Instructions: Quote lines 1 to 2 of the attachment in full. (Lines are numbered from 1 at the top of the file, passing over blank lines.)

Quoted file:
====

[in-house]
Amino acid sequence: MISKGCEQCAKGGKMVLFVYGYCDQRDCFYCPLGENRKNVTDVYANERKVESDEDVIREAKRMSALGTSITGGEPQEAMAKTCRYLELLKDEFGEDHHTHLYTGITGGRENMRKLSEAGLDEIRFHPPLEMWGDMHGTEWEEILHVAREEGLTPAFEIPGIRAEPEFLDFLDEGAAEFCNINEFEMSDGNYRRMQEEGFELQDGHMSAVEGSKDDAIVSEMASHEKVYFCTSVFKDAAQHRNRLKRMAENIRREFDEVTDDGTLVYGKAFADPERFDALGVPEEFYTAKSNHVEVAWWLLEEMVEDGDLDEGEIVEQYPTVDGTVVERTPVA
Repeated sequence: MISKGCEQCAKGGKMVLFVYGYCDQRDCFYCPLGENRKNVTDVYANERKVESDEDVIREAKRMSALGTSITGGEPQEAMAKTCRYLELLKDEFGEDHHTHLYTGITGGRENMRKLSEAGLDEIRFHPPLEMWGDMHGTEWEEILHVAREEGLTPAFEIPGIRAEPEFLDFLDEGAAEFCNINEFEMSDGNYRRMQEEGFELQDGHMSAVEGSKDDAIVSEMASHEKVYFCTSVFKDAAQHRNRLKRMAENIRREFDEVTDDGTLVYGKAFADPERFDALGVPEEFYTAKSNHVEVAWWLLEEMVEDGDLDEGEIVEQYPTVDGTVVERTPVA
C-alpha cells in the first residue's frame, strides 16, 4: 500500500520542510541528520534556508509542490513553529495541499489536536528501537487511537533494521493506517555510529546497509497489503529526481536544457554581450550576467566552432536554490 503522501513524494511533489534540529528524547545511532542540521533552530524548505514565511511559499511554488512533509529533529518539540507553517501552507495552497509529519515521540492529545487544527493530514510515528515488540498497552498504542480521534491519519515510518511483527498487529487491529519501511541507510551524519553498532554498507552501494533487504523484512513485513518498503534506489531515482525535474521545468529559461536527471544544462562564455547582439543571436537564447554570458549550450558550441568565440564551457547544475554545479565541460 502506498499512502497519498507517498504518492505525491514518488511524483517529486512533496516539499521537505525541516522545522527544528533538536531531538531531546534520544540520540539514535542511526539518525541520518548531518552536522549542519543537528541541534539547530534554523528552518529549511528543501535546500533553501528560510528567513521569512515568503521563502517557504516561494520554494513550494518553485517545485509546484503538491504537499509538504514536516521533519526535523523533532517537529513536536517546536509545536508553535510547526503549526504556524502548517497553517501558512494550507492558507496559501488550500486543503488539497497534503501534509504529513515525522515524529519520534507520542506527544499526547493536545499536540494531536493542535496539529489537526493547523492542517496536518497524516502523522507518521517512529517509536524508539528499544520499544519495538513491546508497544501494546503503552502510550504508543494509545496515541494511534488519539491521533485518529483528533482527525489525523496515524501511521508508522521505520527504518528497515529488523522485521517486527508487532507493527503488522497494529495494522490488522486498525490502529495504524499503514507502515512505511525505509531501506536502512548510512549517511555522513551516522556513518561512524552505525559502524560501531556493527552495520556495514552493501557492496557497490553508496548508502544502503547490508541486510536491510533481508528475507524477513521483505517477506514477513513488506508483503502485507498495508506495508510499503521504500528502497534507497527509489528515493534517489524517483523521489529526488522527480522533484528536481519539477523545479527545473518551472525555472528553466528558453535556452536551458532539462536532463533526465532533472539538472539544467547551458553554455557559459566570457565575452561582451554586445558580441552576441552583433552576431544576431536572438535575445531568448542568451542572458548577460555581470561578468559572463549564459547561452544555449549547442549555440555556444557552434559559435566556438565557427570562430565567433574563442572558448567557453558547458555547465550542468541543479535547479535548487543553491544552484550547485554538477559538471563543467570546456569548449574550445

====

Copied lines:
[in-house]
Amino acid sequence: MISKGCEQCAKGGKMVLFVYGYCDQRDCFYCPLGENRKNVTDVYANERKVESDEDVIREAKRMSALGTSITGGEPQEAMAKTCRYLELLKDEFGEDHHTHLYTGITGGRENMRKLSEAGLDEIRFHPPLEMWGDMHGTEWEEILHVAREEGLTPAFEIPGIRAEPEFLDFLDEGAAEFCNINEFEMSDGNYRRMQEEGFELQDGHMSAVEGSKDDAIVSEMASHEKVYFCTSVFKDAAQHRNRLKRMAENIRREFDEVTDDGTLVYGKAFADPERFDALGVPEEFYTAKSNHVEVAWWLLEEMVEDGDLDEGEIVEQYPTVDGTVVERTPVA